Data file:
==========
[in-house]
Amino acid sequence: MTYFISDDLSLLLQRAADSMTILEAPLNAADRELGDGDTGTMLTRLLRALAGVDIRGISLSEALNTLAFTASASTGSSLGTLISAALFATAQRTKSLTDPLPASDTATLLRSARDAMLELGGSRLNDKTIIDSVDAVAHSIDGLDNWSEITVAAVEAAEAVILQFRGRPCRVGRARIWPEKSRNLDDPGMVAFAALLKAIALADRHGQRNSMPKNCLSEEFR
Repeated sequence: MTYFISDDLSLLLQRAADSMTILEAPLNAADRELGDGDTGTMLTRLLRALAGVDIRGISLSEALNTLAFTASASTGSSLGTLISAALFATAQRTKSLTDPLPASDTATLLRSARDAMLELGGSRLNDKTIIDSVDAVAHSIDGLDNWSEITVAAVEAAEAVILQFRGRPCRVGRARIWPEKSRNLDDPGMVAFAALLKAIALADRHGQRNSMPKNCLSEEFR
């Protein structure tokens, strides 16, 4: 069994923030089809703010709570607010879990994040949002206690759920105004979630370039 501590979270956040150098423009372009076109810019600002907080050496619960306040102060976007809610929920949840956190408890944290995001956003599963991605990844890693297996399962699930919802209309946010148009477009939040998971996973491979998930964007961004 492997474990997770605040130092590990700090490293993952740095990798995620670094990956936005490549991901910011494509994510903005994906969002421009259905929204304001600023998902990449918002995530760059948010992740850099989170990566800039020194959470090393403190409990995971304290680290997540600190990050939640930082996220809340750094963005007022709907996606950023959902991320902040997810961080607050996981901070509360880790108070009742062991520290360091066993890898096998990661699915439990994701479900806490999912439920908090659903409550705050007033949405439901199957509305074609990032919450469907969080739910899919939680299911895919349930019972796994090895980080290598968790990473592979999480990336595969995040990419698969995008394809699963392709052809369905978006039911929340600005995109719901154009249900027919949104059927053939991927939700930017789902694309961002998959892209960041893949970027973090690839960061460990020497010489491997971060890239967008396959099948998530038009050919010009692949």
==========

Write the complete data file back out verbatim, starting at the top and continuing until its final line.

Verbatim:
[in-house]
Amino acid sequence: MTYFISDDLSLLLQRAADSMTILEAPLNAADRELGDGDTGTMLTRLLRALAGVDIRGISLSEALNTLAFTASASTGSSLGTLISAALFATAQRTKSLTDPLPASDTATLLRSARDAMLELGGSRLNDKTIIDSVDAVAHSIDGLDNWSEITVAAVEAAEAVILQFRGRPCRVGRARIWPEKSRNLDDPGMVAFAALLKAIALADRHGQRNSMPKNCLSEEFR
Repeated sequence: MTYFISDDLSLLLQRAADSMTILEAPLNAADRELGDGDTGTMLTRLLRALAGVDIRGISLSEALNTLAFTASASTGSSLGTLISAALFATAQRTKSLTDPLPASDTATLLRSARDAMLELGGSRLNDKTIIDSVDAVAHSIDGLDNWSEITVAAVEAAEAVILQFRGRPCRVGRARIWPEKSRNLDDPGMVAFAALLKAIALADRHGQRNSMPKNCLSEEFR
């Protein structure tokens, strides 16, 4: 069994923030089809703010709570607010879990994040949002206690759920105004979630370039 501590979270956040150098423009372009076109810019600002907080050496619960306040102060976007809610929920949840956190408890944290995001956003599963991605990844890693297996399962699930919802209309946010148009477009939040998971996973491979998930964007961004 492997474990997770605040130092590990700090490293993952740095990798995620670094990956936005490549991901910011494509994510903005994906969002421009259905929204304001600023998902990449918002995530760059948010992740850099989170990566800039020194959470090393403190409990995971304290680290997540600190990050939640930082996220809340750094963005007022709907996606950023959902991320902040997810961080607050996981901070509360880790108070009742062991520290360091066993890898096998990661699915439990994701479900806490999912439920908090659903409550705050007033949405439901199957509305074609990032919450469907969080739910899919939680299911895919349930019972796994090895980080290598968790990473592979999480990336595969995040990419698969995008394809699963392709052809369905978006039911929340600005995109719901154009249900027919949104059927053939991927939700930017789902694309961002998959892209960041893949970027973090690839960061460990020497010489491997971060890239967008396959099948998530038009050919010009692949």